Details about the mental state of an inmate at the Saskatchewan Penitentiary who committed suicide in his cell in November 2012 came to light during the second day of the inquest into his death.
The current chief of psychology at the Sask. penitentiary, Teresa Fehr, said Andy Allen Brassard had been on suicide watch before he arrived but was not placed back on once at the facility.
Brassard had previously tried to kill himself by jumping out of a moving car. He’d been drinking and on drugs at the time.
She also said he’d been medicated for ADHD when he arrived.
In their first meeting before Brassard was processed into the penitentiary, she said he had been agitated, distracted and fidgety. He had anxiety about life inside and out of the prison. His biggest concern was being left alone and asked to be kept with the inmates he had arrived with.
Fehr referred Brassard to their psychiatrist to make an expert opinion.
During that meeting with Dr. Mohammed, the chief psychiatrist, and Brenda Piper, the penitentiary’s mental health nurse, Brassard was described as restless though not aggressive.
Piper said Brassard wanted more drugs. When his request was denied by Dr. Mohammed, he walked out of the meeting.
The antipsychotic drug Seroquel was not on a list of approved medications for inmates. A request was placed for it to be approved, but it was rejected.
It was Piper’s understanding that since Seroquel was prohibited, and Brassard’s prescription was discontinued. A jury member asked if there could be any serious side effects after stopping the medication. Piper said she didn’t remember any major withdrawal symptoms.
Dr. Mohammed’s notes indicated Brassard was not a suicide risk. However, he wrote Brassard reported hearing the thoughts of the other inmates.
Another appointment was scheduled four months from this last meeting. Brassard committed suicide before they had a chance to meet again.
He was listed with having Anti-Social Personality Disorder.
Piper wasn’t surprised by the diagnosis.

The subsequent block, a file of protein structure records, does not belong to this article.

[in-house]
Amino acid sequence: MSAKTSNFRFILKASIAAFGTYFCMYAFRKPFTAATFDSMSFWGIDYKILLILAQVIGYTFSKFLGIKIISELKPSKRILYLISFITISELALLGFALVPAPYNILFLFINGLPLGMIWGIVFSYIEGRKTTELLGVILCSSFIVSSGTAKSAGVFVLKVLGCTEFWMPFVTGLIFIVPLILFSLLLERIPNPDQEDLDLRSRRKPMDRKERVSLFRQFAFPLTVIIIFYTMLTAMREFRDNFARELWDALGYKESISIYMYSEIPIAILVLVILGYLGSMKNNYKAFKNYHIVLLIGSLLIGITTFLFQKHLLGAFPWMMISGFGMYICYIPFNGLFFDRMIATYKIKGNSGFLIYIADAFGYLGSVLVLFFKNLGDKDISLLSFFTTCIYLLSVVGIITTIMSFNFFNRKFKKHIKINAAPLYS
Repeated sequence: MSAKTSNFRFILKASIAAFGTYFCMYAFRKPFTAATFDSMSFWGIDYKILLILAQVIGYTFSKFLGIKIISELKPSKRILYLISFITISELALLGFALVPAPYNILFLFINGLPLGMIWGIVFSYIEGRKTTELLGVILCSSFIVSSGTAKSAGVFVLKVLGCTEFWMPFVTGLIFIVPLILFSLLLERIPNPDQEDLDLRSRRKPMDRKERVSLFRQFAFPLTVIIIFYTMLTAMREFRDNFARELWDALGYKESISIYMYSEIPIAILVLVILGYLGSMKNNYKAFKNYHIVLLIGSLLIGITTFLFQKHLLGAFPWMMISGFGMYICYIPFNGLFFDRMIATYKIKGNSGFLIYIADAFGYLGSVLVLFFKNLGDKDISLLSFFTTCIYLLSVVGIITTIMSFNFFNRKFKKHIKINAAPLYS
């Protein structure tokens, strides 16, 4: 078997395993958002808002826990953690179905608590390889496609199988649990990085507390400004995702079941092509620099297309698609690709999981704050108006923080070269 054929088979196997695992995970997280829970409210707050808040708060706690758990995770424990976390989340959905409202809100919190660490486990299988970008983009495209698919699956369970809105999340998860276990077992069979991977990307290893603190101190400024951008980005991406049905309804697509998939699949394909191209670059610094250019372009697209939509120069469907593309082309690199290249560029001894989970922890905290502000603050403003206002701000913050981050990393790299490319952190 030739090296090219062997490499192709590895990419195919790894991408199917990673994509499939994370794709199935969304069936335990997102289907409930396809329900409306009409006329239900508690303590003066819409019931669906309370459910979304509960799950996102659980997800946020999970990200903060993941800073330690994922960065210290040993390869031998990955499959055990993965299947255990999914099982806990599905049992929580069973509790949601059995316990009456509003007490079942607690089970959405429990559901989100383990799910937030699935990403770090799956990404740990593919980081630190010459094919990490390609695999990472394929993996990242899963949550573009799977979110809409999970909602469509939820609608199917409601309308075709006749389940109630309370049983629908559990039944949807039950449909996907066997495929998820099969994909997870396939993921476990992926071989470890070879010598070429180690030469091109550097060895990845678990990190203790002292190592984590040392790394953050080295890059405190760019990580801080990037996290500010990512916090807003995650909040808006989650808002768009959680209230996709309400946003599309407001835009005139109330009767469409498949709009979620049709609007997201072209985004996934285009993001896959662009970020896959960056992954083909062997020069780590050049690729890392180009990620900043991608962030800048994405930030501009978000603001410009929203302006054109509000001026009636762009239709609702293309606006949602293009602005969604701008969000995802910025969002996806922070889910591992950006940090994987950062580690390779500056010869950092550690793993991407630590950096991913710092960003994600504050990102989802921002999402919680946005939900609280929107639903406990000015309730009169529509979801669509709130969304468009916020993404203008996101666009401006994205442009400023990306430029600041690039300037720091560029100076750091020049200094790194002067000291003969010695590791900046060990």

“Anyone in a prison has (Anti-Social Personality Disorder),” she said. “That’s often why they’re in prison.”
Warden Jason Hope was the final witness of the inquest. He shed light on why Brassard was in the segregation wing.
Brassard had gotten into an altercation while in general population and was sent to segregation. Upon getting out, he got into another fight and was sent back.
The big question
During the first day of the inquest, the recurring question had been whether corrections officers had proper CPR, first aid and suicide-prevention training. The big question of the second day was whether Sask. penitentiary had enough staff to deal with patients’ mental problems.
Fehr said the penitentiary has never run with a full staff of psychologists. She also said the amount of paperwork required for the job sometimes gets in the way of dealing with patients.
At the time of Brassard’s suicide, there was a weekly psychiatric clinic. Now it only takes place once a month.
There are also no overnight psychologists. A member of the coroner’s jury asked Fehr what would happen if an inmate required attention at night. She said the inmate would be taken into an observation cell for their own safety.
On the first day of the inquest, corrections officers said at the time of the incident they had undergone two days of suicide prevention training and then had a refresher course once every two years.
Now, they take a two-hour online course and one-hour refresher course in person every year.
The coroner questioned Hope about why suicide prevention training had seemingly been reduced after the incident.
Hope said that the online training presents real-time scenarios that trainees have to deal with, rather than situations laid out in a book. He said it was “more situational and real” and “reduced time and upped quality”.
The change in suicide prevention training was one of several changes that followed an investigation after the suicide. As well, procedures in the segregation wing were altered, such as changing the panel that lets guards open individual cell doors.
“It was a unit I wasn’t really happy about,” Hope said, which led to a redesign of the wing.
Now that all of the evidence has been presented, the coroner’s jury will spend time in the jury room to decide what their recommendations will be.